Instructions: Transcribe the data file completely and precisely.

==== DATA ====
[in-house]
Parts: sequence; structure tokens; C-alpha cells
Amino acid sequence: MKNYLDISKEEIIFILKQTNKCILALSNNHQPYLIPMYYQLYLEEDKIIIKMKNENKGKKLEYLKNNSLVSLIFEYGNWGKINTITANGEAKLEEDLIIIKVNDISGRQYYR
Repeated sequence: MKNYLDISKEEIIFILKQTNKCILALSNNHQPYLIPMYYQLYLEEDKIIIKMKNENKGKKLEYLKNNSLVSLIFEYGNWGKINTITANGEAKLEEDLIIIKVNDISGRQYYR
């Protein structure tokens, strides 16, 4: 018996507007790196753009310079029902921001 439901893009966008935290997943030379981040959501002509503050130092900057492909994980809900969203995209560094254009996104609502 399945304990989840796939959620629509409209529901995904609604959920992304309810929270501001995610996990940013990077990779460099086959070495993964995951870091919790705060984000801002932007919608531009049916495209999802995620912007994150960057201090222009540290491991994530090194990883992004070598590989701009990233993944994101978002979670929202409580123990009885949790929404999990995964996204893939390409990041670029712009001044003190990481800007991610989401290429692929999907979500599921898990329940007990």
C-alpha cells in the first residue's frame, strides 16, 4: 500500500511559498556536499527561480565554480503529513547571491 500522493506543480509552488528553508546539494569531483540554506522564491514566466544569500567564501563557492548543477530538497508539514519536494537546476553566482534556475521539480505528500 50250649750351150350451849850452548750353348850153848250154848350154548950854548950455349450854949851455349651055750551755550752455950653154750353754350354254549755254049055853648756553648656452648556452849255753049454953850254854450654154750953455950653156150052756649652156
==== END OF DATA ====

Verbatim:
[in-house]
Parts: sequence; structure tokens; C-alpha cells
Amino acid sequence: MKNYLDISKEEIIFILKQTNKCILALSNNHQPYLIPMYYQLYLEEDKIIIKMKNENKGKKLEYLKNNSLVSLIFEYGNWGKINTITANGEAKLEEDLIIIKVNDISGRQYYR
Repeated sequence: MKNYLDISKEEIIFILKQTNKCILALSNNHQPYLIPMYYQLYLEEDKIIIKMKNENKGKKLEYLKNNSLVSLIFEYGNWGKINTITANGEAKLEEDLIIIKVNDISGRQYYR
């Protein structure tokens, strides 16, 4: 018996507007790196753009310079029902921001 439901893009966008935290997943030379981040959501002509503050130092900057492909994980809900969203995209560094254009996104609502 399945304990989840796939959620629509409209529901995904609604959920992304309810929270501001995610996990940013990077990779460099086959070495993964995951870091919790705060984000801002932007919608531009049916495209999802995620912007994150960057201090222009540290491991994530090194990883992004070598590989701009990233993944994101978002979670929202409580123990009885949790929404999990995964996204893939390409990041670029712009001044003190990481800007991610989401290429692929999907979500599921898990329940007990």
C-alpha cells in the first residue's frame, strides 16, 4: 500500500511559498556536499527561480565554480503529513547571491 500522493506543480509552488528553508546539494569531483540554506522564491514566466544569500567564501563557492548543477530538497508539514519536494537546476553566482534556475521539480505528500 50250649750351150350451849850452548750353348850153848250154848350154548950854548950455349450854949851455349651055750551755550752455950653154750353754350354254549755254049055853648756553648656452648556452849255753049454953850254854450654154750953455950653156150052756649652156